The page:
Bird Face Wendy

Things relevant to reading, writing, publishing or marketing teen fiction.

Marks of a Good Small Publisher

on March 22, 2015

redhighheels  More often these days, authors are turning to small traditional publishers rather than waiting and hoping a large one will take notice of them. Both varieties can and do produce quality books. And as long as you don’t take for granted that size is the only difference, you can benefit in many ways by selecting a good small publisher.

But how can you recognize one that will meet your needs? Are red shoes a clue? Maybe.

Look for signs that demonstrate a desire to get her small press and its authors noticed. Some of these indicators are the very actions that agents, editors, and publishers stress for their authors to perform–all the time.

Does the publisher regularly tweet and retweet her authors’ book news? Does she share information about her authors’ accomplishments, events, and blog posts on Facebook? This is basic stuff important to the success of everyone involved, and something you can check out before querying.

Organized team-building by the publisher and friendly cooperation among its authors are other features to seek. With a small publisher, you will likely have a close relationship with the owner or executive editor because the staff will be small (perhaps one person). Does the publisher maintain and participate in a special Facebook group in which its authors communicate easily as a team? Does the publisher encourage authors to promote one another or ask team members to select from specific marketing duties? Do you see cross-promotion by its authors on Twitter?

Small publishers usually have little to no budget for marketing, but many owners attend writers conferences and do public speaking to promote their presses. You should ask if copies of your book would accompany her to such events.

Each time I read a book, I look for the name of the publisher. If you’re a writer, I’d bet you do too. If the publisher is small, research it online to see if it might be right for you. I hope you find that gem of a small publisher like I did in Write Integrity Press.

What do you write? What is on your particular wish list for a small publisher?


6 responses to “Marks of a Good Small Publisher

  1. shawn says:

    Hi, thanks for sharing! I have just started writing my first book. It is a work of non-fiction dealing with recognizing and promoting good character. I plan to self-publish this work and give it away in an attempt to influence better character in our world. My second book is a work of science fiction that is still very much in it’s infancy. This and any future books, I plan to check out small publishers, but will probably self-publish it as well, unless I find a really great publisher. Things I would look for in a publisher would be a good reputation, honesty, excellent social media presence and connections with cover designers and editors.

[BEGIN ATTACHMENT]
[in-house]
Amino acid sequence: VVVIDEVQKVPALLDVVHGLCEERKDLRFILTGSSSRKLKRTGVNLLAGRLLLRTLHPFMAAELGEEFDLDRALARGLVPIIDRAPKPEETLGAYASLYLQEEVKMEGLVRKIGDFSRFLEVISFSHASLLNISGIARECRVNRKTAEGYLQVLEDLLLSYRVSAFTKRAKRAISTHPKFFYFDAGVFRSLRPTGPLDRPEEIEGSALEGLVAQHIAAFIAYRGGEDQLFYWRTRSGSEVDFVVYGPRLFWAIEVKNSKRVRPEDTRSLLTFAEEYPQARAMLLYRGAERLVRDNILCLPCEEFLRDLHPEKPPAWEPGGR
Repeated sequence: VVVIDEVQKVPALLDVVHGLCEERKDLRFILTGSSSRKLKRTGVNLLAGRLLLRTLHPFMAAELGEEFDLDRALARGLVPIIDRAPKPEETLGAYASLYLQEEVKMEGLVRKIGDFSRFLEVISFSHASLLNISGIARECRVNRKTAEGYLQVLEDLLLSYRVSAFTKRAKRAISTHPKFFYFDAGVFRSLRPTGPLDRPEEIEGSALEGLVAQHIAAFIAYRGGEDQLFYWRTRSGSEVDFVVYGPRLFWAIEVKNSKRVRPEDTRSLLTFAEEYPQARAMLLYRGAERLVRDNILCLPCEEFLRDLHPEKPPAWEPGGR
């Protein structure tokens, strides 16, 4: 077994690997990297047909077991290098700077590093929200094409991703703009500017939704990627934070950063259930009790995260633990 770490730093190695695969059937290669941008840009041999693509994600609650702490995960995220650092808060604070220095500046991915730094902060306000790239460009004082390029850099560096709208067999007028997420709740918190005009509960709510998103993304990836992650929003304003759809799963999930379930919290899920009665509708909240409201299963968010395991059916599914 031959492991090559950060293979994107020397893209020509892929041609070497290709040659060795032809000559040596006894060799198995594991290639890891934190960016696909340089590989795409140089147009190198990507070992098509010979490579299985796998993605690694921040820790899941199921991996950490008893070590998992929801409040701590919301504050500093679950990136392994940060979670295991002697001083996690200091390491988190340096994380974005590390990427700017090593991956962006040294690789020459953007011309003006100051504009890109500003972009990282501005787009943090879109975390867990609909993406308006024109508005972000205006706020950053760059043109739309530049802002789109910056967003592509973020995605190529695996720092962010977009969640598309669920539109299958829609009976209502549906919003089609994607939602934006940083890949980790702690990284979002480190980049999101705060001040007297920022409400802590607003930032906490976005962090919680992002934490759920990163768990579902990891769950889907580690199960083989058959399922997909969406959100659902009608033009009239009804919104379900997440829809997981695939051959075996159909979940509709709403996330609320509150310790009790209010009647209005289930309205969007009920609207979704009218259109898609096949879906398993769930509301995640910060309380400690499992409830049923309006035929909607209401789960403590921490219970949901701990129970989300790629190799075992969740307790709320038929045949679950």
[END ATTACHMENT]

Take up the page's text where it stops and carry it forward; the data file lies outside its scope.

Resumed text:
2. Thanks for starting the conversation, Shawn. Many of my author friends self-publish, and it seems right for them. I wish you the best! Character-building is one of my goals in writing fiction for young people, and I hope to see your work of nonfiction in print someday soon. It’s admirable that you plan to give the entire book away, but I have something for you to think about.

    If you post/give it free (in segments or all at once), it proves successful, and then you want to find a traditional publisher for it, many specifically state in their guidelines that they are not interested in publishing a book that was previously a freebie or was self-published. So I wonder if you’ve considered posting or offering a few single chapters or parts that convey the essence of the book and entice readers to purchase the entire book, which might serve you better in the long run while serving the public as well. Your thoughts?


  3. faylamb says:

    Cynthia: I’m one of those writers who gets to work with you as a team at Write Integrity. An excellent post, and you shared so much about our wonderful editor-in-chief and all that she does. We’re all working together (as we learn) and that’s what this is all about. The authors at Write Integrity are not just “other authors” who write for the same publisher. They’re my teammates, and my friends, and we are friends with our editor-in-chief who has faith in us and shares it through her social media, the conferences she attends, etc. The best compliment we ever received occurred at a large event where several of our authors gathered. We overheard murmurs in the crowd, “There goes Write Integrity Press …” as we walked through the exhibits together. Now, that’s when you know you’re a team.


  4. That must’ve felt wonderful, and I hope to be with you in person for such a moment someday! I’ve already experienced some of the teamwork and warm support beaming from Write Integrity Press. And with everything she has on her plate, our publisher/editor-in-chief has found the time to personally make me feel welcome and special. Thanks for stopping in, Fay!


  5. Pat Dyer says:

    You hit the nail(s) right on the head! Great job, Cynthia!


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